Although Georgia rarely sees large amounts of snow, the state is still prone to experiencing freezing temperatures, ice and sleet during the winter. Combined, these weather conditions can lead to serious driving hazards. While it's recommended that drivers avoid hitting the road in the middle of bad winter weather, there are times when getting behind the wheel is a necessity.
Georgia drivers share space on roadways with thousands of commercial vehicles every day. While some of these big trucks are piloted by drivers with many years of safe driving experience, others may have someone with just a few weeks of experience behind the wheel. While it's impossible to know the driving record of nearby truckers, motorists can dramatically improve their odds of being in a crash by understanding the hazards and following a few safe driving habits when adjacent to transport trucks hauling freight.
Georgia residents may find themselves commuting in the dark now that daylight saving time has ended. Though motorists in general only do a quarter of their driving at night, 50 percent of traffic deaths occur during this period. According to the National Safety Council, the risk for a fatal car crash triples at night. The following are just some of the factors in this trend.
In Georgia and across the U.S., drivers put themselves and others at risk for a crash because they fail to make provisions for bright sunlight. In such conditions, drivers are actually at 16 percent higher risk for a fatal car crash. The following seven tips help keep drivers safe and should be taken into consideration.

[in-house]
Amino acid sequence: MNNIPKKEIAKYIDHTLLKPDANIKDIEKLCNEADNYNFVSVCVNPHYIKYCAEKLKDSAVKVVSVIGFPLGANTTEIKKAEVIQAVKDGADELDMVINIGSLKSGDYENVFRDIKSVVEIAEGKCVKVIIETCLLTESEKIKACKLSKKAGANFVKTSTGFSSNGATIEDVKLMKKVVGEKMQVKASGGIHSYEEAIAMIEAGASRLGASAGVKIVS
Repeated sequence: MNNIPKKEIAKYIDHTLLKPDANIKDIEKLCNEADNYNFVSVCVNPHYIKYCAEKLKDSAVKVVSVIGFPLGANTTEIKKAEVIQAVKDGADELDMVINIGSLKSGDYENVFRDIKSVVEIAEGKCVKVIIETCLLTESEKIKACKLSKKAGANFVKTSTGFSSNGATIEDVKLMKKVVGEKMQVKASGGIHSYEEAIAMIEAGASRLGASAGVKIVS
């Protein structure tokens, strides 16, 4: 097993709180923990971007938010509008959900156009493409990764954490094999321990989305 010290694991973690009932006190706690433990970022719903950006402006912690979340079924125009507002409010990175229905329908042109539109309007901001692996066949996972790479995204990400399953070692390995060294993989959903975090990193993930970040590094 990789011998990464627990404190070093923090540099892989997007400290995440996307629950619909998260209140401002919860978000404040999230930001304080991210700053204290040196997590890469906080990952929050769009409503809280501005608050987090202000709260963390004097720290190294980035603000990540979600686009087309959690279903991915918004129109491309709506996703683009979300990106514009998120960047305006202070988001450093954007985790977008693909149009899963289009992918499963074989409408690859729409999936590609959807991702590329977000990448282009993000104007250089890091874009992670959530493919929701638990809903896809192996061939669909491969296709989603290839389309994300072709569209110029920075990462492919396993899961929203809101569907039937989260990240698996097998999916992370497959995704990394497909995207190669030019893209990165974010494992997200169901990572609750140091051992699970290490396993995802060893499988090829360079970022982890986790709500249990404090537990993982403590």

Some people in Georgia might have heard about an apartment collapse that happened near Clemson University in South Carolina. Police say ambulances were called to the scene after a phone call was made around 12:30 a.m. on Oct. 21.
Accidents involving semi-tractor trailers around the country claimed 4,300 lives in 2016 according to government crash statistics, and this alarming surge in commercial vehicle road deaths in Georgia and other states has prompted renewed calls for autonomous crash avoidance systems to be mandated. Since the technology was developed about two decades ago, the National Transportation Safety Board has called on the National Highway Traffic Safety Administration to introduce such a regulation on at least 10 occasions. The agency says that it hopes to complete field testing of the latest autonomous truck safety systems within two years.
The National Transportation Safety Board has repeatedly asked the National Highway Traffic Safety Administration to mandate crash avoidance technology in large trucks. According to the NTSB, many large truck crashes could be avoided, or their severity mitigated, by crash avoidance technologies. The NTSB does not have the power to mandate that these systems be installed in trucks on Georgia roads. Rather, it can only conduct investigations and make recommendations to other agencies.
Practically every motorist in Georgia has either seen another driver using a smartphone or is guilty of the behavior themselves. The increase in smartphone ownership has produced a rise in traffic accidents, according to a study from the vehicle management company Motus. The company's research about distracted driving examined the mobile workforce. These workers either use company vehicles for their jobs or drive their personal vehicles while working.
At some point, it is likely that self-driving cars will be prevalent on Georgia roads. However, research has found that humans will still pose a risk even when they are available for use. According to a study, there were 38 incidents involving vehicles driving themselves in California between 2014 and 2018. A human was responsible for causing 37 of them to happen. Another 24 incidents occurred while an autonomous vehicle was operational but not moving.
Georgia residents with teenage children who are unsafe drivers may be looking into a drivers' risk education program. A Baylor University study shows that those programs with realistic, interactive elements are much more effective at making teens more aware of the dangers of certain driving behaviors. Researchers came to their conclusion after analyzing the Texas Reality Education for Drivers program.